In loss, Fish see foundation for success

Defending AL champion Rays are model for what Marlins hope to accomplish

April 2nd, 2021

MIAMI -- The Marlins, fresh off their first playoff appearance in 17 years, began their 2021 season on Thursday with a nice litmus test by hosting the reigning American League champion Rays. Miami is building an organization behind strong pitching, something that can be said of established Tampa Bay.

Both clubs lived up the billing on Opening Day, as both and Tyler Glasnow went six scoreless innings in a pitchers' duel. But surrendered a two-out solo homer in the eighth as the Marlins lost to the Rays, 1-0, at loanDepot park. The adjusted-capacity attendance was 7,062 for the first home game with fans since Sept. 22, 2019.

"Honestly, this is one of those games you feel like we're going to play a lot of, and we're going to have to figure out our ways to score and to win games, and I think we will," Marlins manager Don Mattingly said during a Zoom call.

Alcantara struck out seven batters in his outing, scattering two hits, walking two batters and hitting another. In doing so, he became the third Marlins Opening Day pitcher to go at least six innings and not allow a run, joining Kevin Brown (1997) and Josh Beckett (2005). The leader of Miami's young staff continues to develop his arsenal, relying on his emerging slider and changeup.

The 25-year-old right-hander's changeup, which he called his best pitch during Spring Training, reached 92.8 mph on Thursday. He recorded six whiffs on it -- the most among his five offerings -- and added another five swings and misses on the slider. That pitch maxed out at 91.3 mph.

After recording the first two outs of the game on six pitches, Alcantara got himself into trouble and loaded the bases. To escape the jam, he threw two consecutive changeups to Kevin Kiermaier for the strikeout. Over the next five frames, only two batters reached.

"It means a lot to have two really good pitches to use," Alcantara said during a Zoom call. "I feel pretty happy throwing in the zone. I feel really good throwing my changeup for strikes and getting strikeouts, too."

Glasnow matched Alcantara with six scoreless frames, permitting just an infield hit to Jesús Aguilar, who singled twice in the opener. Glasnow fanned six and didn’t walk a batter. Three relievers followed, limiting the Marlins to two hits and one walk over the final three frames.

Miami's revamped bullpen looked good for the most part. Newcomers Dylan Floro, Adam Cimber and Ross Detwiler combined for shutout innings in the seventh and ninth, respectively. Returning setup man GarcĂ­a recorded deep flyouts to consecutive batters in the eighth, but Austin Meadows sent a 2-0 four-seam fastball over the right-center-field wall for the decisive run. In the bottom of the frame, the Marlins stranded a pair of runners against Pete Fairbanks when Corey Dickerson flied out to center. Another scoring chance was for naught when Aguilar sent a drive to the warning track for the second out in the ninth.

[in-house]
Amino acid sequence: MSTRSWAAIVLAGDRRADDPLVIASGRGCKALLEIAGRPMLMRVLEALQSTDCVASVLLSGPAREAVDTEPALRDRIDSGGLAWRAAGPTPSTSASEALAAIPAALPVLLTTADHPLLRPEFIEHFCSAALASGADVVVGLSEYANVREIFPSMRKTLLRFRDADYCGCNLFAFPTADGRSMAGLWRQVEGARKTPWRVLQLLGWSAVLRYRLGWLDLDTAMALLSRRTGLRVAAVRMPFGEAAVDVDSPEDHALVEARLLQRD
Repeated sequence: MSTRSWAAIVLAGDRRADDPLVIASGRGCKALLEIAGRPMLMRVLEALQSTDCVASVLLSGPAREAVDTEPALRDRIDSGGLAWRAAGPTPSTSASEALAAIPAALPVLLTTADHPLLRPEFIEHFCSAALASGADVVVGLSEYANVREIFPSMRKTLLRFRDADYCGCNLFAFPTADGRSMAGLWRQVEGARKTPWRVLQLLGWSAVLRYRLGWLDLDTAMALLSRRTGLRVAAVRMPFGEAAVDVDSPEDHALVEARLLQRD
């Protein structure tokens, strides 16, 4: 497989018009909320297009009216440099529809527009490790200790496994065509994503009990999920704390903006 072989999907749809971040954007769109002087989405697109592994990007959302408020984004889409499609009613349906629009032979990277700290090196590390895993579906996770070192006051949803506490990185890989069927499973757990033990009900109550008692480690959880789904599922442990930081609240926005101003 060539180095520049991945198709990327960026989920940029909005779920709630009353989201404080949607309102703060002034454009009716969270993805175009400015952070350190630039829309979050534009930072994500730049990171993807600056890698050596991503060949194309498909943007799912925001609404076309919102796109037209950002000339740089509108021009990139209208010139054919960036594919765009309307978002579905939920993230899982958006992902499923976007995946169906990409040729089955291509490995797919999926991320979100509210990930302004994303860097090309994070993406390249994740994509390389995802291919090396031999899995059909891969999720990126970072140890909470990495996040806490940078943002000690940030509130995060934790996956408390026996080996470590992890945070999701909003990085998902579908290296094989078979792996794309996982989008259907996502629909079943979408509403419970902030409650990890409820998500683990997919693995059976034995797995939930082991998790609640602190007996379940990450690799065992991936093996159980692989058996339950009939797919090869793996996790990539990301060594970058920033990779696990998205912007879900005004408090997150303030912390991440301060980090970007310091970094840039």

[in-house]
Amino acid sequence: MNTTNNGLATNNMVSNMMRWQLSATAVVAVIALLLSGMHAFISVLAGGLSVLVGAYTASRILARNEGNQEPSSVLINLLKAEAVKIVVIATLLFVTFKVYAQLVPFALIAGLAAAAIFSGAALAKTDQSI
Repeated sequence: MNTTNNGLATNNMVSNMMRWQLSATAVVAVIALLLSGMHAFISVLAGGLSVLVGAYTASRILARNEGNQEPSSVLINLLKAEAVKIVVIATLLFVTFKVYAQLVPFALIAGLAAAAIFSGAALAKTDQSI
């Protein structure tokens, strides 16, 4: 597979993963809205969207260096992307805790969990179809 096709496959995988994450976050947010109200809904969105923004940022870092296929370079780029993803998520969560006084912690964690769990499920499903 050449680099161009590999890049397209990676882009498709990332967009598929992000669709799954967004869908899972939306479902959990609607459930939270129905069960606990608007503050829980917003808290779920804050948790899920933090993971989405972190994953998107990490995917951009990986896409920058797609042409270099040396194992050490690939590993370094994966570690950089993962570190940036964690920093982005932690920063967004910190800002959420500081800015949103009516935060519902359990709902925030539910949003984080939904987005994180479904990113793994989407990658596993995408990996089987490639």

"It seems like every time we play in this ballpark, we have just a lot of tight ballgames for whatever reason," Rays manager Kevin Cash said during a Zoom call.

Since 2019, the Citrus Series has been a lopsided affair, with the Rays winning 10 of 11 contests. Six of those Marlins losses, however, have been by two runs or fewer. Tampa Bay does the little things to win tight games late, going 14-5 in 2020. Miami wasn't too far off with an 11-8 record. Besides the solid pitching, both clubs tend to do just enough on offense.

Mattingly agreed when asked whether Tampa Bay could serve as a blueprint for Miami; it's hard not to look at the Rays, a ballclub that isn't going to sign a $300 million player, and not see a proven formula. The Rays boast MLB Pipeline’s top farm system and are "a few more years into what they do, and they're really good at what they do," per Miami’s skipper. The Marlins, whose prospects ranked fourth, are still in the beginning stages.

This season marks Year 4 under the ownership group led by Bruce Sherman and Derek Jeter. The playoff berth in 2020's short season showed progress, but the build continues. Finding ways to win these close games against perennial contenders is the next step.

"We understand the game," Aguilar said during a Zoom call. "We know we're facing a really good team. We're just going to go out there and play the game the right way. What we did today was what we're supposed to do the whole season. I know it's going to be a long season, but if we play that way, it's going to be a fun season for us, because I think we've got the right pieces to compete."